at the Boston Brazilian Independence Day Festival Submitted by Alexandre Goncalves on September 18 2012 12 02pm Last week Becky Sasha and I went to the Brazilian Independence Day Festival in Boston a lot of Brazilian food music and dance I have been in the US since August after joining the CMS Program as a Master s student and the Center of Civic Media as a research assistant It was amazing to hear Brazilian Pop Music again and clap along the Capoeira rhythm In Brazil I had been working as a Science reporter for O Estado de S Paulo since 2007 Before that I was a computer programmer The Brazilian Festival was also my first experience with the Vojo platform my main research focus from now on We helped two community based organizations Brazilian Women s Group and Vida Verde Cooperative in documenting the festival with no frills mobile phones It was very exciting and the results can be seen in the Vojo website We talked to other groups in the Brazilian community The Brazilian Immigrant Center already has a group at Vojo Now it is engaged in a campaign advocating the right of immigrants without full legal status to own a driver s license in Massachusetts It is a good opportunity to think about how media actions can increase the visibility of a civic campaign The Communications Coordinator of the Massachusetts Alliance for Portuguese Speakers Renan Leahy showed interest in the Vojo platform The organization provides health and human services for the immigrants since 1970 We are going to meet sometime in the next month Jehozadak Pereira producer at 650 AM the Brazilian radio in the Boston area invited us to an interview We will tell the listeners how to use Vojo Last but not least through Anselmo Cassiano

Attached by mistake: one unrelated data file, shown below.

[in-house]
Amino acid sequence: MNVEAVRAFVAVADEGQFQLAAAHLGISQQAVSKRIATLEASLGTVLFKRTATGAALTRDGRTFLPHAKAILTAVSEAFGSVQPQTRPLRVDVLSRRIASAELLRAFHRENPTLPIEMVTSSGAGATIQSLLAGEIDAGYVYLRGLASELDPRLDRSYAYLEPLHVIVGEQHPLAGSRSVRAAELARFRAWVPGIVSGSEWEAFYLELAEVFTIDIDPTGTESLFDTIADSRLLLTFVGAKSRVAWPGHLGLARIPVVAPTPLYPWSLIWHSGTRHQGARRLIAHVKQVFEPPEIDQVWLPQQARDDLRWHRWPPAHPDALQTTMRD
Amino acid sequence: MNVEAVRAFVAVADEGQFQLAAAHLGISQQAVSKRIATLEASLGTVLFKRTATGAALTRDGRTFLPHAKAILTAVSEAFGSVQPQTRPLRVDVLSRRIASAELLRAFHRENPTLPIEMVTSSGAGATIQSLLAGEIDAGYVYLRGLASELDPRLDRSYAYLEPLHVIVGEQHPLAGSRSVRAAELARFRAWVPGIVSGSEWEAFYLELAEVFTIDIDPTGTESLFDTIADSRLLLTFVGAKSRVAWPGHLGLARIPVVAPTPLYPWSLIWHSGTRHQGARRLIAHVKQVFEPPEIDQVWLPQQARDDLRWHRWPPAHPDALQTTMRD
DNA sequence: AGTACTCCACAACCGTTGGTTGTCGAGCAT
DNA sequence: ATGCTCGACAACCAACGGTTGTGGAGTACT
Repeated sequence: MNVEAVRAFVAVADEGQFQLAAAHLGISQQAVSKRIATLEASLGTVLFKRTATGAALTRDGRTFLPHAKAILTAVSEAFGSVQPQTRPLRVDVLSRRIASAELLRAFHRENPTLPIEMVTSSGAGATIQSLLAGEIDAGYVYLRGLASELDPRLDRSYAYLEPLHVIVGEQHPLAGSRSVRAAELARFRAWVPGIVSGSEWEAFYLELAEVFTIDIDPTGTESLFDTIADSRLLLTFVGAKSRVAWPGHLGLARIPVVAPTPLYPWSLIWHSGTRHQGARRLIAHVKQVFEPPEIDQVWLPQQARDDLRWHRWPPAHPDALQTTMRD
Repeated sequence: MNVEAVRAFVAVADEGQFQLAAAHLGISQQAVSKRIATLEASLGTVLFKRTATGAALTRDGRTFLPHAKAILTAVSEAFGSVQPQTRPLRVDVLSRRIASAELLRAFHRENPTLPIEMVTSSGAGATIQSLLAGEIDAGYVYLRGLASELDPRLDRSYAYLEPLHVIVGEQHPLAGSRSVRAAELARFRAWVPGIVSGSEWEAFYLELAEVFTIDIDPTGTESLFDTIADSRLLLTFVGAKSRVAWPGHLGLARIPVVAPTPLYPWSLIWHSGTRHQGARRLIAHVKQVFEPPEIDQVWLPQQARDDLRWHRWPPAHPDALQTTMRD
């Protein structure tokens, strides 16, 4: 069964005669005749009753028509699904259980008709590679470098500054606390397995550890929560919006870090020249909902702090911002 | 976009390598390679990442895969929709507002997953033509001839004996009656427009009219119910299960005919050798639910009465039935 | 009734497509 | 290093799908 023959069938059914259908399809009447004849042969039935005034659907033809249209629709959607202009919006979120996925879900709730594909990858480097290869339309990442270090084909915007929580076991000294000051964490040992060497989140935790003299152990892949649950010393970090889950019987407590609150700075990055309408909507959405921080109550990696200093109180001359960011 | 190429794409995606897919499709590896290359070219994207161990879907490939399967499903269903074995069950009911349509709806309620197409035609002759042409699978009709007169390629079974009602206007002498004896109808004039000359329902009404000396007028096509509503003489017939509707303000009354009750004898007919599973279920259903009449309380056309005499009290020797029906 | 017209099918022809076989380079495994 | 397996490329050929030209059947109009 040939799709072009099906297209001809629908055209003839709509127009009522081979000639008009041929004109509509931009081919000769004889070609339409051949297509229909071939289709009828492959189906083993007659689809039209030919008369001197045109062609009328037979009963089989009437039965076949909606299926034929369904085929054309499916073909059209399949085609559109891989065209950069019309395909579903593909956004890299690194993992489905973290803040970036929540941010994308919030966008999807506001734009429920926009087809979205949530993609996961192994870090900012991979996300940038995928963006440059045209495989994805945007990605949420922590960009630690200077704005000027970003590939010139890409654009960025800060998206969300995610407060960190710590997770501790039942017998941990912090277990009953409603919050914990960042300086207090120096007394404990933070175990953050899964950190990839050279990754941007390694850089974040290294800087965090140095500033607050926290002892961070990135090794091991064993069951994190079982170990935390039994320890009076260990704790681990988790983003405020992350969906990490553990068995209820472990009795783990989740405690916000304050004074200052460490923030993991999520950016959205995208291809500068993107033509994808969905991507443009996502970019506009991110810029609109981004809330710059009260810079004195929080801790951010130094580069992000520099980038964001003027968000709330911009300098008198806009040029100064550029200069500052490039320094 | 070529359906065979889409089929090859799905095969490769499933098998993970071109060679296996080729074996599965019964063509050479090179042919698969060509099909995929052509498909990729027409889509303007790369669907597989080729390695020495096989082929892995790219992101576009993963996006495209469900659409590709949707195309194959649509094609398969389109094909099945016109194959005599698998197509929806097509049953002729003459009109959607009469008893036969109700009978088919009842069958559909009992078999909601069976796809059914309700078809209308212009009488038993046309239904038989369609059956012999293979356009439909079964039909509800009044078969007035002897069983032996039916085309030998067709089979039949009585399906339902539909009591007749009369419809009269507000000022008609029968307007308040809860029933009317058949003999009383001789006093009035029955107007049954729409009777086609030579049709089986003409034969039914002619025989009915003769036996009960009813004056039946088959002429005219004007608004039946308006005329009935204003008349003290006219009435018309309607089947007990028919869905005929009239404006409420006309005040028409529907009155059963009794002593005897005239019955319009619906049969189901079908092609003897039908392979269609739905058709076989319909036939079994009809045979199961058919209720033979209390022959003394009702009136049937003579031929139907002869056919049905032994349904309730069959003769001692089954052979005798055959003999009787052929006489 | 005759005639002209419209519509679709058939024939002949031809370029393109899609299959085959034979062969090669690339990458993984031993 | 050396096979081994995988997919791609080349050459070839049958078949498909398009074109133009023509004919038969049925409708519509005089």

Original URL path: https://civic.mit.edu/blog/alex-goncalves/vojo-at-the-boston-brazilian-independence-day-festival (2016-04-29)
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  • Media Lab Conversations Series: Challenges in the Fight Against Ebola | MIT Center for Civic Media